I went back to finish my undergrad after 20+ years away. I had a very tough, hard science major but even that didn't prepare me for law school - it is just different. I do feel your pain about competeing with the youngsters that have NOTHING to be responsible for except themselves and law school. Family obligations are hard to meet. I have a husband and college aged son that are very committed to what I am doing and have no problems with my family. You simply must get your family on board! That is the only way to do it. Many of my classmates have young families and I think the ones that are most successful are the one that have spouses/partners that are really taking on the burden of most of the day to day childcare and family stuff. Is your husband ready for that? Does he have any idea what this is about? Even though your classes will end by 3, that is no guarantee you will be home. There are study groups. research, meetings, etc. Don't count on being able to be home early consistently. Also, that is just one semester...you have no idea what it will be like next semester or next year. I suggest that you join a group for non--traditional law students - that is not just the "old" ones like me, it is also for ones with families, etc. They can be very supportive and provide the social opportunities for your entire family that will help your husband realize that he is not alone and you are truly not neglecting him. My biggest advice is to just simplify your life. Get things like routine doctor appointments and back to school shopping out of the way. Do not in any way shape or form accept any out of school commitments such as PTA. Keep up with your work so that you are not desperate around finals. Be disciplined and don't let ANYONE guilt you into anything. Most important, sit your husband down and lay it out for him. Quite frankly, I have also made a conscience decision to accept lower grades. I have realized that I don't have to study very much except at finals to get average grades and that when I do bust my butt I barely made the top third anyway. My life is easier now that I have accepted the middle. Oh yeah - don't forget that summers are not time for play. You must get internships or you will be at a terrible disadvantage when it comes to getting permanent employment. If you would like to discuss anything, feel free to e-mail me privately. Bottom line is, you can do it. It won't be easy, but you can. Don't be afraid to admit you need help and when someone offers help, take it. One more thing - you mention you are used to a lot of reading. That is good, but this reading is different, it is more tiresome and diffiuclt to plod through. You are not reading for "facts" so much as reading to reach a process of analysis and learning how to (dare I say it?) "think like a lawyer". I, too, used to be able to read and read and read. Not anymore. Plodding through about 50 pages a night doesn't seem like much for voracious readers, but when it is a law school casebook it is pretty tough to do day after day. Just a warning.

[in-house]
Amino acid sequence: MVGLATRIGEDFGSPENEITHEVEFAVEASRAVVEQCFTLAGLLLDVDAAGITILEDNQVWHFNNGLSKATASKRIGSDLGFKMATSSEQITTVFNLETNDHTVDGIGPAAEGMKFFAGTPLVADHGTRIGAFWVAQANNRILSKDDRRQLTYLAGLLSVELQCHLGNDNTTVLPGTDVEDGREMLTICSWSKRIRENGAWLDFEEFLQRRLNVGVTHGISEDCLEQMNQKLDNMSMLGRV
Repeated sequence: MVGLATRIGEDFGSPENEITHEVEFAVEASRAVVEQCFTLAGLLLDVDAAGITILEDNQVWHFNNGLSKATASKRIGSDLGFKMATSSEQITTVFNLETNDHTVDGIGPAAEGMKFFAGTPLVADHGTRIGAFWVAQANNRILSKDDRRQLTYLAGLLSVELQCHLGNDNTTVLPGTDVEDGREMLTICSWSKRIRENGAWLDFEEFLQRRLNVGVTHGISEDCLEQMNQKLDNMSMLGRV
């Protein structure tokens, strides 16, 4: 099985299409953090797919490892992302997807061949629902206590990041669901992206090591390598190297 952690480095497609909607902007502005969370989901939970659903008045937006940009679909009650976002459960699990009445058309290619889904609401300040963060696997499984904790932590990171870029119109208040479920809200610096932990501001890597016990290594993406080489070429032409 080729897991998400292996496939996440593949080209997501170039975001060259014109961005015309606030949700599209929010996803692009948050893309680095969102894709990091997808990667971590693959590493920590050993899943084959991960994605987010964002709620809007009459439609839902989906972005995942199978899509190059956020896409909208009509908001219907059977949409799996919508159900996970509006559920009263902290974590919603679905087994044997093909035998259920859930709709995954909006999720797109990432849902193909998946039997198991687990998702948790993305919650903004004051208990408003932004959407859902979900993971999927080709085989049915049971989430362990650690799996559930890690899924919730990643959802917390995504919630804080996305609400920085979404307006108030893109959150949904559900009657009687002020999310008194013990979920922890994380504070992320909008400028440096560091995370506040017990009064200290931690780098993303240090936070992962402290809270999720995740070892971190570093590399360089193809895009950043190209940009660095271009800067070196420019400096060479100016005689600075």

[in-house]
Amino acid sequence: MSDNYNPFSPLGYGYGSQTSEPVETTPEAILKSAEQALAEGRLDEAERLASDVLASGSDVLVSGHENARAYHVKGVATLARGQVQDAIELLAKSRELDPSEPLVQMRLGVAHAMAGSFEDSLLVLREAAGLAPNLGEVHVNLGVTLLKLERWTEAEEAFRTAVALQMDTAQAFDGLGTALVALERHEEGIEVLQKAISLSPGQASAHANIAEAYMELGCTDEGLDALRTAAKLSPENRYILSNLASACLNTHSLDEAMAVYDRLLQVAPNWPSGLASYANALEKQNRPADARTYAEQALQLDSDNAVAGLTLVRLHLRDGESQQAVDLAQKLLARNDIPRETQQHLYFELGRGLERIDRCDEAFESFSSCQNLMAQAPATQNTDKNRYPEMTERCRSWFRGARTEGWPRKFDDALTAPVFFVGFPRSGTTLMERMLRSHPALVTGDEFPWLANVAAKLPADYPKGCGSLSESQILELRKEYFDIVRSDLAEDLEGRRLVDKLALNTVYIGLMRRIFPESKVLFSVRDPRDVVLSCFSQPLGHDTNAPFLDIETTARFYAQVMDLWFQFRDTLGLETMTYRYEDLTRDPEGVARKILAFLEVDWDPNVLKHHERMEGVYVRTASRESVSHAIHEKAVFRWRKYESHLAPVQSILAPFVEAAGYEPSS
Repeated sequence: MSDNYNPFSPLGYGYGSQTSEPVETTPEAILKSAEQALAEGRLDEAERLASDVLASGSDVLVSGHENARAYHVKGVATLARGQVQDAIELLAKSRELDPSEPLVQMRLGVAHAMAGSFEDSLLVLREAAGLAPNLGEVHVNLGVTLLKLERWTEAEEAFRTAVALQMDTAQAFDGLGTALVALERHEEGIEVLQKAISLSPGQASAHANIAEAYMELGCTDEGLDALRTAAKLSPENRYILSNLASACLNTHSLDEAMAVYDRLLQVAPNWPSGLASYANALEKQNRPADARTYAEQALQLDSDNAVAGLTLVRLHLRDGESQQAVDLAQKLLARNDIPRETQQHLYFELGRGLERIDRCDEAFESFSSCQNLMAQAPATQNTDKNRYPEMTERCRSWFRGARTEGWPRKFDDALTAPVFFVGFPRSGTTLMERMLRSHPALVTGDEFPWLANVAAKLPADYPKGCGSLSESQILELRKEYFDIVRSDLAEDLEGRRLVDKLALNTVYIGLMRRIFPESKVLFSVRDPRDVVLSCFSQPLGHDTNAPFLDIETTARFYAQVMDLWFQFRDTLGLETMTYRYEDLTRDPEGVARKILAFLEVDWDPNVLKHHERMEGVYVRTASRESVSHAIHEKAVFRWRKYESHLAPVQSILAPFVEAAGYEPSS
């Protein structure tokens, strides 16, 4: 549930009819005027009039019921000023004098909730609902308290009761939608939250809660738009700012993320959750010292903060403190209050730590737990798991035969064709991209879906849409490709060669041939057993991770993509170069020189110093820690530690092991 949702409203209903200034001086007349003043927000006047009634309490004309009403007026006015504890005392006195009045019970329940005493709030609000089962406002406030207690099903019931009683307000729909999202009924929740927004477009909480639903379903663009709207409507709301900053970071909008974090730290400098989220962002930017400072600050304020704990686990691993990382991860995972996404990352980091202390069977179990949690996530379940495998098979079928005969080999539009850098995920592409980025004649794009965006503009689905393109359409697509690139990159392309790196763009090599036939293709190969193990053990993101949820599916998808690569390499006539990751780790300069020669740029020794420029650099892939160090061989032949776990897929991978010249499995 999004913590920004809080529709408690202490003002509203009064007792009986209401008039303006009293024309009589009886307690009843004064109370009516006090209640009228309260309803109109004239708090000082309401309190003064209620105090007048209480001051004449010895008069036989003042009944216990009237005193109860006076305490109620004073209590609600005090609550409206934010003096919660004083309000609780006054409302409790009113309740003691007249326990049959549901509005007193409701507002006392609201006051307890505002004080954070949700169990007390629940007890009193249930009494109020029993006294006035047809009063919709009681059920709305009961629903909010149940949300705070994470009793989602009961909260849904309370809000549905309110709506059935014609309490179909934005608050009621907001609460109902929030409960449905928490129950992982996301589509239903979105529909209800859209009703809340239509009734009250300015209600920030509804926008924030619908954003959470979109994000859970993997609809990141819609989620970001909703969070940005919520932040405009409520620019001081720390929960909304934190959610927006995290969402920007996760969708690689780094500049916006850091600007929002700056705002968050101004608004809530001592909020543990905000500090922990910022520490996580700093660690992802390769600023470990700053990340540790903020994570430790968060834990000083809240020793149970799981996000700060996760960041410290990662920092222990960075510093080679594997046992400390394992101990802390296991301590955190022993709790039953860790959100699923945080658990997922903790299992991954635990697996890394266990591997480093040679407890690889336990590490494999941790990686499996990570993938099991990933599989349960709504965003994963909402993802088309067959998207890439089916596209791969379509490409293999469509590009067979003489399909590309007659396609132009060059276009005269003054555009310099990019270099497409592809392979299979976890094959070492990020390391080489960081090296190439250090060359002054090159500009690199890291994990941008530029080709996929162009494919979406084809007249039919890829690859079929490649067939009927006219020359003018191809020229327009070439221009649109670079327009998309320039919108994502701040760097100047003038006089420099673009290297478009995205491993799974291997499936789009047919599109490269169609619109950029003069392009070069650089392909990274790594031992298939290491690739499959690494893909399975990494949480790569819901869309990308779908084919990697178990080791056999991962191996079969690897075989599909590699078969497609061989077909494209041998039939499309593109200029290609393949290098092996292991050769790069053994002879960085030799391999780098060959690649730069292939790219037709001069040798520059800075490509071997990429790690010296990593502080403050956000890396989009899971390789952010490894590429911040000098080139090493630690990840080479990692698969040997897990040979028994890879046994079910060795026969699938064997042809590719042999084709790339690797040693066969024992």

« on: May 15, 2006, 10:54:58 AM »